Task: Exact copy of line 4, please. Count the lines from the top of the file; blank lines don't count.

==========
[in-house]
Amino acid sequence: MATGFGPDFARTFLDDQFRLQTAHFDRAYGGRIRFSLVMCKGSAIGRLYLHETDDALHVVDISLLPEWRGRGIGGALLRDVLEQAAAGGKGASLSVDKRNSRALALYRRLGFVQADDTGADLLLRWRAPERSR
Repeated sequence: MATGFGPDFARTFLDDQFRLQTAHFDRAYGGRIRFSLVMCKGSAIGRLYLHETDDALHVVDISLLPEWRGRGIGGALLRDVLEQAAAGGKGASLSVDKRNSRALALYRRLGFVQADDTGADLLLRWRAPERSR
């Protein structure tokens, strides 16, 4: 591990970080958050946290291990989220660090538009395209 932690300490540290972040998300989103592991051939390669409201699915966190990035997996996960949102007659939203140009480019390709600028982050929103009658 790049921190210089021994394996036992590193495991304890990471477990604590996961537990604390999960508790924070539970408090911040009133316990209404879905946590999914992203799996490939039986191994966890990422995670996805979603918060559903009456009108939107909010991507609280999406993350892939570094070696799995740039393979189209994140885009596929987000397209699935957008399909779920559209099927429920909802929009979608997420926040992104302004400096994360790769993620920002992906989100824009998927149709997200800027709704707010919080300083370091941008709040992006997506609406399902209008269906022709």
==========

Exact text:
């Protein structure tokens, strides 16, 4: 591990970080958050946290291990989220660090538009395209 932690300490540290972040998300989103592991051939390669409201699915966190990035997996996960949102007659939203140009480019390709600028982050929103009658 790049921190210089021994394996036992590193495991304890990471477990604590996961537990604390999960508790924070539970408090911040009133316990209404879905946590999914992203799996490939039986191994966890990422995670996805979603918060559903009456009108939107909010991507609280999406993350892939570094070696799995740039393979189209994140885009596929987000397209699935957008399909779920559209099927429920909802929009979608997420926040992104302004400096994360790769993620920002992906989100824009998927149709997200800027709704707010919080300083370091941008709040992006997506609406399902209008269906022709």